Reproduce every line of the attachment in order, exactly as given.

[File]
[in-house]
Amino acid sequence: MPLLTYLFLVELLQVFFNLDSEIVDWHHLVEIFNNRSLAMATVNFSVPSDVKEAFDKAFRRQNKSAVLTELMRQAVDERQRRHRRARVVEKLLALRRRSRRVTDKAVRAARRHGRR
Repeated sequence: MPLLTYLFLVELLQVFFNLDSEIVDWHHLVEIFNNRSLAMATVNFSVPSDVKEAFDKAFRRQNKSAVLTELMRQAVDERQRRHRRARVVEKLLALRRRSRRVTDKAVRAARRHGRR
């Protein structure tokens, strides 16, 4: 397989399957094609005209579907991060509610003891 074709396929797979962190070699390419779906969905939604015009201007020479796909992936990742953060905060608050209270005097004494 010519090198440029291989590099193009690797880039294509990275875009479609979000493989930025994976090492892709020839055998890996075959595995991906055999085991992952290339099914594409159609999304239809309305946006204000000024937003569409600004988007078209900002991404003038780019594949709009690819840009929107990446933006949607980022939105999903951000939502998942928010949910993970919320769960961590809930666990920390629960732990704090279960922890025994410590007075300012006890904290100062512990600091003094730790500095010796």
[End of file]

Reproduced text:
[in-house]
Amino acid sequence: MPLLTYLFLVELLQVFFNLDSEIVDWHHLVEIFNNRSLAMATVNFSVPSDVKEAFDKAFRRQNKSAVLTELMRQAVDERQRRHRRARVVEKLLALRRRSRRVTDKAVRAARRHGRR
Repeated sequence: MPLLTYLFLVELLQVFFNLDSEIVDWHHLVEIFNNRSLAMATVNFSVPSDVKEAFDKAFRRQNKSAVLTELMRQAVDERQRRHRRARVVEKLLALRRRSRRVTDKAVRAARRHGRR
């Protein structure tokens, strides 16, 4: 397989399957094609005209579907991060509610003891 074709396929797979962190070699390419779906969905939604015009201007020479796909992936990742953060905060608050209270005097004494 010519090198440029291989590099193009690797880039294509990275875009479609979000493989930025994976090492892709020839055998890996075959595995991906055999085991992952290339099914594409159609999304239809309305946006204000000024937003569409600004988007078209900002991404003038780019594949709009690819840009929107990446933006949607980022939105999903951000939502998942928010949910993970919320769960961590809930666990920390629960732990704090279960922890025994410590007075300012006890904290100062512990600091003094730790500095010796």